World Birth Defects Day, March 3, to raise awareness with one voice

Birth defects affect nearly 8 million infants every year, or 6% of all babies. This includes around 180,000 babies who are born each year with clubfoot. Clubfoot is one of the most common congenital birth conditions affecting an estimated 1 in 800 births globally – striking roughly every three minutes. While we don’t know what causes this common birth defect, we do know how to treat it and turn lives around from ones of disability to ones of possibility. 

That’s why Hope Walks is joining other birth defect prevention organizations, including the World Health Organization, March of Dimes, the Global Clubfoot Initiative and the Centers for Disease Control and Prevention, to increase awareness about all birth defects, including clubfoot, on March 3, World Birth Defects Day.

Hope Walks has enrolled more than 150,000 children in clubfoot treatment using the Ponseti method of casts and braces across more than 20 low- and middle-income countries over the past 15+ years. This minimally invasive procedure positively impacts the lives of not only the child born with clubfoot but their families and communities. 

One such child is Tunu, who was born in Kenya. Tunu’s name in Swahili means “something of value; a true gift.” This is what she was to her mom Esther. But the joy of receiving this gift was momentarily shattered when Esther learned Tunu was born with clubfoot. 

“I went into complete shock, panic, just utter disbelief,” Esther said. “Children born with disabilities are often viewed here [in Kenya] as a burden rather than a blessing. The nurses and doctor in NICU comforted me; my partner was there, too, in a state of shock. They told me that Tunu had a birth defect (the first time ever to hear that word) and an underlying condition they could not quite figure out.”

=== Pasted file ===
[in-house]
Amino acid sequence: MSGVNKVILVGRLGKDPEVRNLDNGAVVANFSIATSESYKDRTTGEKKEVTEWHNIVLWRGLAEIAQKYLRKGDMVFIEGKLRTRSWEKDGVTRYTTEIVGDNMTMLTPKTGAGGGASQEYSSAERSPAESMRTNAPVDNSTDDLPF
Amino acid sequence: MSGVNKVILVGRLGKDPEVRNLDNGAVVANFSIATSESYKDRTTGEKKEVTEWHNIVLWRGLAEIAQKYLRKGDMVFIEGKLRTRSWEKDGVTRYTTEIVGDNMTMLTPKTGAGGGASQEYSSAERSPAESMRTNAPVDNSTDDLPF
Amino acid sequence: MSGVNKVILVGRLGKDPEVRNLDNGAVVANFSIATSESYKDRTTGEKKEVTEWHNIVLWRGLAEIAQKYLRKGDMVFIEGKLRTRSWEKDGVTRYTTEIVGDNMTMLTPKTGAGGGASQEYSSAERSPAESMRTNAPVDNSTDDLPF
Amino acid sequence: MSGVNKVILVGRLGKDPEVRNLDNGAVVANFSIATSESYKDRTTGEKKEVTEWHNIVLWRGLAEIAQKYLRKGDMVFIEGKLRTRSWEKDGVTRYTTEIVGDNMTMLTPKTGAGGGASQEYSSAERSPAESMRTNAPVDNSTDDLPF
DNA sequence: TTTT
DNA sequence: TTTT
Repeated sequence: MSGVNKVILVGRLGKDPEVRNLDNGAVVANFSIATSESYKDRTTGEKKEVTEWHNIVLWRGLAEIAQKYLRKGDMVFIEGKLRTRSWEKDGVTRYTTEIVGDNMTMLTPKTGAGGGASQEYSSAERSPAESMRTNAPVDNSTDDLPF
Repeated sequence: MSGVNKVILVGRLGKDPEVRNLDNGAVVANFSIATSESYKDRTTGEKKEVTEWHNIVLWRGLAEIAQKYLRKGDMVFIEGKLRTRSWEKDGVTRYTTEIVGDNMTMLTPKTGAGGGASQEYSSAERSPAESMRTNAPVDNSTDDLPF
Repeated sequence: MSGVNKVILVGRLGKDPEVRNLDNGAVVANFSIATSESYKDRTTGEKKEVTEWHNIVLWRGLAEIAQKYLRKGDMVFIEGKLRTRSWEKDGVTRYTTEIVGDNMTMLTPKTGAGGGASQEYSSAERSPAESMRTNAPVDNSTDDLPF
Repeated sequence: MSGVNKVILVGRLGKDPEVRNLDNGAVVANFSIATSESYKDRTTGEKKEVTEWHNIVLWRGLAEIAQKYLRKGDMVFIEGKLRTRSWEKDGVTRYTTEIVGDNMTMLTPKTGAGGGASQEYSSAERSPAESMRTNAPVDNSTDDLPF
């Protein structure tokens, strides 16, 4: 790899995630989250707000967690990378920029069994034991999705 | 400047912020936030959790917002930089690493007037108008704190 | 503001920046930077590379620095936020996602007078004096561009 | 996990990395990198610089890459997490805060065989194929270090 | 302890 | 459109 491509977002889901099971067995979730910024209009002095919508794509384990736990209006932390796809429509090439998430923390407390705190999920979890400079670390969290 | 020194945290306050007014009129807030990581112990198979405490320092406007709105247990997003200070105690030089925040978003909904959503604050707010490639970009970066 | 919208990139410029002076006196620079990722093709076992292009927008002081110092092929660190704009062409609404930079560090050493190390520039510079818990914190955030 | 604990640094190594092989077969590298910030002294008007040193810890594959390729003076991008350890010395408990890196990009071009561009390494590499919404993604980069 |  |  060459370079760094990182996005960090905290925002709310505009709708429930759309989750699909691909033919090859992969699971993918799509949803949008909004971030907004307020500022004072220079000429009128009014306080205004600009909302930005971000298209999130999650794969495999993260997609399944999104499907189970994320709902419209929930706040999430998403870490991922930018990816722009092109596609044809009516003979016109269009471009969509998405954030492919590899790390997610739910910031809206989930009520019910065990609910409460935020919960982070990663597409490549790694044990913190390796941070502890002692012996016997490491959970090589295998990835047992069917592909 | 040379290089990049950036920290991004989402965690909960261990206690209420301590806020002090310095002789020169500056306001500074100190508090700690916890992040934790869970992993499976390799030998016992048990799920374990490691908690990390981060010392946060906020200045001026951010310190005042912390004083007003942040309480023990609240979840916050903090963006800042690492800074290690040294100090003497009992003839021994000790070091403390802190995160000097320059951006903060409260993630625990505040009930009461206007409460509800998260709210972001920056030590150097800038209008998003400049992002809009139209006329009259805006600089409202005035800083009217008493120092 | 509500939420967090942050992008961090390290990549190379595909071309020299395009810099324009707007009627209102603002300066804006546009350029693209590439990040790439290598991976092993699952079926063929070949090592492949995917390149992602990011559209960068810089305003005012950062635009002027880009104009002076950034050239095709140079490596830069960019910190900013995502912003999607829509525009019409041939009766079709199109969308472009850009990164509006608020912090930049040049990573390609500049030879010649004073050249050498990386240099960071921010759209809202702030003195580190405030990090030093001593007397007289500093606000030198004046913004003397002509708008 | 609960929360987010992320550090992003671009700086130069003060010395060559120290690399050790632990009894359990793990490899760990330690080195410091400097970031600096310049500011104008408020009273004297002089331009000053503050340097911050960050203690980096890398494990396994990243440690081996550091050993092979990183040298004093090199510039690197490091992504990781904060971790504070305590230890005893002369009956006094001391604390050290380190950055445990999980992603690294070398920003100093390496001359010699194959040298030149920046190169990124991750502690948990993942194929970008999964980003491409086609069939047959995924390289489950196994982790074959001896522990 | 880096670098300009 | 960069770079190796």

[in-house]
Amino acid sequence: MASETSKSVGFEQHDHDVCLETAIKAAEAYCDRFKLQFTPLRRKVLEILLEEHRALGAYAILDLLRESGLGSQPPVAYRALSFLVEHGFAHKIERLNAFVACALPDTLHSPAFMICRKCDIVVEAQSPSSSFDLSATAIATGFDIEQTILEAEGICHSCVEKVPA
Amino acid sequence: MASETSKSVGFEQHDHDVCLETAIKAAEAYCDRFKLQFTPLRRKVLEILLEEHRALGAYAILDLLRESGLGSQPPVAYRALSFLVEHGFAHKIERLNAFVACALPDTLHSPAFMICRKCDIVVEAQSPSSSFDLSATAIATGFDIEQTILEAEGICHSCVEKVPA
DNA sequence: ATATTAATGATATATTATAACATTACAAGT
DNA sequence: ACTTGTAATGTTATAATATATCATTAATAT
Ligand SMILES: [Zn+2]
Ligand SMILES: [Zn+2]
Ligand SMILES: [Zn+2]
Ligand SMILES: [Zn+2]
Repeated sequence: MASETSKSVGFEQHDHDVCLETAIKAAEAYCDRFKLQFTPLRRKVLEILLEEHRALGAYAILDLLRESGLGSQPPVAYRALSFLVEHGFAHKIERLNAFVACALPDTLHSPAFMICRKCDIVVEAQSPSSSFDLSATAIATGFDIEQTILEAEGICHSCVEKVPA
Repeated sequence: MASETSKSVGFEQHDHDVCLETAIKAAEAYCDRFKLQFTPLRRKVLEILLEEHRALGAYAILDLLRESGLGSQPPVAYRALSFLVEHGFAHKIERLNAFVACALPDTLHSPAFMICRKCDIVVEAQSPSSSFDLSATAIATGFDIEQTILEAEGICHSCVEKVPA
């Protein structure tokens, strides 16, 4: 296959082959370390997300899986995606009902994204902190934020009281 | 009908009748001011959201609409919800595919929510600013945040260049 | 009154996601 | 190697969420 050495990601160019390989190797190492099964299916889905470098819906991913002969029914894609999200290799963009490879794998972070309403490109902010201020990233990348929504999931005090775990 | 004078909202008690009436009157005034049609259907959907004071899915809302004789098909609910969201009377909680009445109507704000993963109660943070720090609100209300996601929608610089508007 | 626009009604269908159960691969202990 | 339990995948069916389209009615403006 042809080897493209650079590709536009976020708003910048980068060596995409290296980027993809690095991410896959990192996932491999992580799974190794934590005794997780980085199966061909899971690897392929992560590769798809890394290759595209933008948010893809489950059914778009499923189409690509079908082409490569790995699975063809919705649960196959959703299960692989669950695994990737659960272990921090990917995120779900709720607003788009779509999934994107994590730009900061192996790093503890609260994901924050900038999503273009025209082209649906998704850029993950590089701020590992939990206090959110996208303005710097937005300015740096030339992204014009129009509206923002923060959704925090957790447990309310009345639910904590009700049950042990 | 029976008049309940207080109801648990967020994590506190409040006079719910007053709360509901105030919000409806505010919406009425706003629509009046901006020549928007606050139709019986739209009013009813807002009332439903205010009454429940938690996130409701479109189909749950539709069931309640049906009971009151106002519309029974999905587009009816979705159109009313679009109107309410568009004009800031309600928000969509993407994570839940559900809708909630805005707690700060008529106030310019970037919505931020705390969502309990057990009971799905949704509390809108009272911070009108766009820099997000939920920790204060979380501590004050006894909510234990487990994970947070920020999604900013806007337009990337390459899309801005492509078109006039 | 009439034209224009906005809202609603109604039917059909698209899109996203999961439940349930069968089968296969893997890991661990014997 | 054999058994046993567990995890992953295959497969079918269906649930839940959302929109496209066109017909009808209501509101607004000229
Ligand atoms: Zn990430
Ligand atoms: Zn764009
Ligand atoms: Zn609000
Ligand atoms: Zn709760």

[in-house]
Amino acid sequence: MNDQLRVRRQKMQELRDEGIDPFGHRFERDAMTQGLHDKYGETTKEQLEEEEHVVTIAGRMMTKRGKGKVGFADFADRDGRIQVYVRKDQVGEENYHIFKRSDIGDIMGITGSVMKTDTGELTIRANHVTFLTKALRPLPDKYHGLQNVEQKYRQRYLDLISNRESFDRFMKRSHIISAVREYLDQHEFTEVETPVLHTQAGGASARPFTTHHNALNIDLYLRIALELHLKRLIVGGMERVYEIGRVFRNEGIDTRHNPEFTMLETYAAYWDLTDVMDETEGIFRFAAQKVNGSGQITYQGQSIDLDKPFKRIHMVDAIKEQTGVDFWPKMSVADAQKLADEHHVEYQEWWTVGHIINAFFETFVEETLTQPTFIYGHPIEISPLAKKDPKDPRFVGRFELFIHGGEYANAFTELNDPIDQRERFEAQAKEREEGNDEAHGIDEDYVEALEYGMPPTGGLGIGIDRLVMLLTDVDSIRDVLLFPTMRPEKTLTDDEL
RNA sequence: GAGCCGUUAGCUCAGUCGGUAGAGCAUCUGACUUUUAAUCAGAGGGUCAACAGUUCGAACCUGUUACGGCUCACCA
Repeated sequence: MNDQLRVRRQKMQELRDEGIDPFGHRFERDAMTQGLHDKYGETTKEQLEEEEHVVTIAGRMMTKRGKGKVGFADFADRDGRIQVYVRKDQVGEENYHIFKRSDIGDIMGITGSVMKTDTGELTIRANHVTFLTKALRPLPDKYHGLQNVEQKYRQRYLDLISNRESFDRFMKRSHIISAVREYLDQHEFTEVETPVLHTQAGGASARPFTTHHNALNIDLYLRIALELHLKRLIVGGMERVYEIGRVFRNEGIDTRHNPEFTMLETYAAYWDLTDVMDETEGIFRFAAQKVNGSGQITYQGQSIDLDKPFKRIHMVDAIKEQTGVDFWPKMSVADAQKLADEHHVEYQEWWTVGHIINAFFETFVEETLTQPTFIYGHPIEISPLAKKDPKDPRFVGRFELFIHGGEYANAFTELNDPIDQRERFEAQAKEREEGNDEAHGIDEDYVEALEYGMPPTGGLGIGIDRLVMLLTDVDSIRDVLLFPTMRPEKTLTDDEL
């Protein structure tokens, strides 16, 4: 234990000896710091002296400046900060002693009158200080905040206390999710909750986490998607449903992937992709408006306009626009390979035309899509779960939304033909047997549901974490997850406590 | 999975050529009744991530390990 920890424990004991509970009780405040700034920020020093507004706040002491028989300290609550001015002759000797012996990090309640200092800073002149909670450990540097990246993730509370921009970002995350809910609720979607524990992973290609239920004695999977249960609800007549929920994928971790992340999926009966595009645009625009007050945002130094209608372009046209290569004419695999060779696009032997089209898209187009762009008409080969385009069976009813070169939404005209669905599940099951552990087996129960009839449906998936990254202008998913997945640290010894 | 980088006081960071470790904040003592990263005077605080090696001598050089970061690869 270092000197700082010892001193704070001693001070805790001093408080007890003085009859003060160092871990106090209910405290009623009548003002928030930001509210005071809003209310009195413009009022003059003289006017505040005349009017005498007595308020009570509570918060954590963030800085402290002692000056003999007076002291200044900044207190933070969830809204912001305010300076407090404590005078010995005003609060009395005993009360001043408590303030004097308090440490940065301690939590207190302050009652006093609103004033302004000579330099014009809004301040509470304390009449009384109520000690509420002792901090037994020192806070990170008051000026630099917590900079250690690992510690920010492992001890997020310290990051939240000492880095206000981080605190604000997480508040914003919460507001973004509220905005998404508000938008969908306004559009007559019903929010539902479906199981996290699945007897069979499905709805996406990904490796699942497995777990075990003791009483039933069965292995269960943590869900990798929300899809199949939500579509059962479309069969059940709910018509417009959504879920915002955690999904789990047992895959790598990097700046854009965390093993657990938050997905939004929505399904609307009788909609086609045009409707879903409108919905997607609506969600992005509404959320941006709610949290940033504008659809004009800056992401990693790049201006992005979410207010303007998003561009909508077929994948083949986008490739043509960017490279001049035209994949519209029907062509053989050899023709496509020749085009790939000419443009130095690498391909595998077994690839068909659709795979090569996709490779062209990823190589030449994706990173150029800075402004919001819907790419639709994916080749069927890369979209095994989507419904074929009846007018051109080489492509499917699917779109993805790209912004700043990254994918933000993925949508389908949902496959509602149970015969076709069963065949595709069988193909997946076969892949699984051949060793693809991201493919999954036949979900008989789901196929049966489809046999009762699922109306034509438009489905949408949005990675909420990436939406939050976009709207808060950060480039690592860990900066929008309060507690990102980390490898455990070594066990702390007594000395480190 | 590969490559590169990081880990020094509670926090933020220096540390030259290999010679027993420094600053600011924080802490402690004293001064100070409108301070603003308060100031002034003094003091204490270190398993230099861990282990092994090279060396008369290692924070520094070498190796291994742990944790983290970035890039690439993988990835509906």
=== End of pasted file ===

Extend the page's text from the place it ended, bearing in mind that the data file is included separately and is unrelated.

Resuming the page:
“Tunu was diagnosed with bilateral clubfoot as her feet were visibly curved inwards,” Esther said. “They explained further that it was a correctable birth defect with a series of casts and bracing thereafter (known as the Ponseti method).”

After leaving the hospital, Esther continued following the doctor’s orders, but Tunu’s feet kept turning back in. An orthopedic pediatric surgeon eventually diagnosed her with arthrogryposis, the underlying condition making clubfoot more difficult to correct. He referred her to a Clubfoot Care for Kenya partner clinic in Nairobi. Here it was determined the casting process would need to start again.

Fast forward to today. Tunu is three years old and recently joined preschool. She enjoys arts, swimming, music, and playing with other children her age – all on beautiful, straight feet! But seeing her child healed was not enough for Esther. Her experience prompted her to start the Bold Out Campaign, where she raises awareness about birth defects, including clubfoot. This campaign eliminates the stigma and negative perceptions of clubfoot and other disabilities in her home country of Kenya. Through the Bold Out Campaign and Tunu Afrika, a nonprofit organization Esther started, more families are finding hope and comfort amid challenges with birth defects. 

Bold Out Campaign partners with Clubfoot Care for Kenya, an organization in Kenya that raises awareness, and partners with existing health centers to establish clubfoot clinics where children are treated at no charge to their families.  Ann Nyakio, the founder and director of Clubfoot Care for Kenya, and Esther work together to ensure all children born with birth defects are identified and referred for treatment.

Today, Hope Walks partners with Clubfoot Care for Kenya, and many other organizations in 15 countries to raise awareness about clubfoot and its treatment. Leading more people to treatment and healing is a daily battle, 365 days a year. On March 3, we hope to raise awareness of all birth defects through one collective voice. 

For more information on World Birth Defects Day, visit www.worldbirthdefectsday.org. For more information about the treatable birth defect of clubfoot, visit www.hopewalks.org


Hope Walks, an international nonprofit organization headquartered in Dillsburg, PA, is dedicated to ensuring care for all children born with clubfoot and ending disability from this common treatable birth condition. Hope Walks partners with the existing health system in Latin America and Africa to provide free treatment to these kids. With such care, kids can walk, run, jump, and play with their friends and grow up in a future of promise.

Photos of Tunu in Kenya in various stages of treatment and maintenance for clubfoot